How to create a Speedtest scanner in PDQ Inventory

Brock Bingham candid headshot
Brock Bingham|June 16, 2022
Speedtest scanner featured image
Speedtest scanner featured image

One of the benefits of being an IT administrator is you’re rarely bored. New problems requiring new solutions crop up all the time. But there are a handful of issues that we deal with on a daily basis. Yes, we all have that one user who forgets their password weekly, sometimes multiple times a week, but that’s easy enough to deal with. The much more frustrating issue is the all too familiar “my computer is running slowly” complaint.

The problem with slowdowns

Unlike a forgotten or mistyped password, a variety of factors can cause computer slowdowns. Maybe the hardware is old and not quite cut out to run modern applications. Perhaps the computer is installing updates in the background while the user is trying to finish a big project. Maybe someone on your network is streaming "Pee-wee's Big Holiday" in 4K HDR and is hogging all the bandwidth. Unfortunately, you really won't know the cause of the slowdown until you dig in and start investigating. However, using PDQ Inventory and the Speedtest CLI, we can create a PowerShell scanner to help us quickly identify if a user's PC is running into a bandwidth issue.

Using Speedtest to diagnose bandwidth issues

Speedtest is an excellent site for measuring the performance of your internet connection. It's also a great way to see if your internet service provider (ISP) actually gives you the speeds you pay for.

Using Speedtest is super easy. Just head to the site and click GO. You’ll immediately see the site start measuring your internet speeds.

Running the speed test through the browser.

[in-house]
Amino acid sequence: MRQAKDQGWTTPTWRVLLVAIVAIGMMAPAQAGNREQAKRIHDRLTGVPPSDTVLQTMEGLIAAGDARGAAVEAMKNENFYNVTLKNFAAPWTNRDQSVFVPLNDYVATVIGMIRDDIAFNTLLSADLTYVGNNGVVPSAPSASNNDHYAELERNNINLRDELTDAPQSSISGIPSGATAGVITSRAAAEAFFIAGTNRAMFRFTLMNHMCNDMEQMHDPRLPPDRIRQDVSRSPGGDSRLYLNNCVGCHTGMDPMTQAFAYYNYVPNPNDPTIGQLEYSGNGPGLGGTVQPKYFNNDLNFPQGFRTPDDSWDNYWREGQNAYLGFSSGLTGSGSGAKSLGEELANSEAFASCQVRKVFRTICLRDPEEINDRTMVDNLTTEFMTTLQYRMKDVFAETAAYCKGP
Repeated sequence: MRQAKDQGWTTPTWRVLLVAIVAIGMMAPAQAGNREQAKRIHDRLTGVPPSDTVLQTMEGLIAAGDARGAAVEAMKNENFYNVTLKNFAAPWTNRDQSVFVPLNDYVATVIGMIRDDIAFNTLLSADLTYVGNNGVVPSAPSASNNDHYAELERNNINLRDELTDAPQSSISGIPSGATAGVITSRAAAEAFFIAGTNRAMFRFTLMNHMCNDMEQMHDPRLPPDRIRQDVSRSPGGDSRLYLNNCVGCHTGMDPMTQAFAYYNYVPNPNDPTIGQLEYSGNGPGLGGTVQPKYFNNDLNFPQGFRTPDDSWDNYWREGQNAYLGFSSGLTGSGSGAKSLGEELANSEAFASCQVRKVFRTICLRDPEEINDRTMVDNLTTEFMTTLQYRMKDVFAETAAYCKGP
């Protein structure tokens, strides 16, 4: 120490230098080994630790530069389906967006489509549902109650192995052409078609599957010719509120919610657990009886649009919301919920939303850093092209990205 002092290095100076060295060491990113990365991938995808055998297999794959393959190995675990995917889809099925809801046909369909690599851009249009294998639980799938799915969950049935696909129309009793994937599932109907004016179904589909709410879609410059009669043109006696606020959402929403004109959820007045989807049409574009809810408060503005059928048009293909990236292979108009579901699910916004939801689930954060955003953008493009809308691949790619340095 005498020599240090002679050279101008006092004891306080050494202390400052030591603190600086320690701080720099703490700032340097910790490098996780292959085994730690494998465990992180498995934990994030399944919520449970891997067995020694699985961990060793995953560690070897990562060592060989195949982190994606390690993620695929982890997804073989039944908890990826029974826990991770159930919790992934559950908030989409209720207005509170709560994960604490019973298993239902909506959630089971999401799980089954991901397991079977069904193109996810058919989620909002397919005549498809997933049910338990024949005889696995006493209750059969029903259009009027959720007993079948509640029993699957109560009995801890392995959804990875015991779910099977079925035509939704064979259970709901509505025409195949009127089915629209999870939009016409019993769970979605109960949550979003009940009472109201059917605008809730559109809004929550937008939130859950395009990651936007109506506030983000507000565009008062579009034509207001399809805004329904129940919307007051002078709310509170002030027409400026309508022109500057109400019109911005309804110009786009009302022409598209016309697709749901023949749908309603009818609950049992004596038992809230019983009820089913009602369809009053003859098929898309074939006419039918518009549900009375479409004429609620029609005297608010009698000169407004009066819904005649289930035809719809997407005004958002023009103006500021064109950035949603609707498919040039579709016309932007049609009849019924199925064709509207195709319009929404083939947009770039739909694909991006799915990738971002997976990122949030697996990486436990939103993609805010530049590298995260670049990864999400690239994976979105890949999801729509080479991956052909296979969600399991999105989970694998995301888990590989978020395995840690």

When the test finishes, you’ll get your results, which include your ping to the server, your download speed, and your upload speed. As you can see from the image above, my internet speed brings all the geeks to the yard.

While this super handy site is great at what it does, there is a downside. This test needs to be run locally, so we have to get up off of our custom-molded office chairs and utilize our legs, which is obviously a last resort. While we could remote into the computer and run the test, we’re still limited if we need to run it against a fleet of computers. To help overcome these challenges, Speedtest developed a CLI that we can combine with PDQ Inventory to run against a whole herd of computers!

The Speedtest PowerShell script

The first thing you’ll need to do is download the Speedtest PowerShell script.

The script is fairly long, so we won’t cover the details in-depth, but there are a few things worth mentioning.

Firstly, thanks to the PDQ staff and community members who contributed to this script. Next, while the Speedtest CLI download page says that the CLI works on both x86 and x64 operating systems, that is not correct. The CLI only works with 64-bit operating systems. Lastly, and this is a big one, be aware that this script automatically downloads and extracts the executable from Speedtest onto the target host, and it automatically accepts the EULA when running the executable. Make sure you are okay with this behavior before running this script.

Additionally, if you’re feeling up to it, you can modify this script to return only the information you’re looking for. It’s pretty customizable, and the README file included in the CLI zip file covers most of the information you need to know.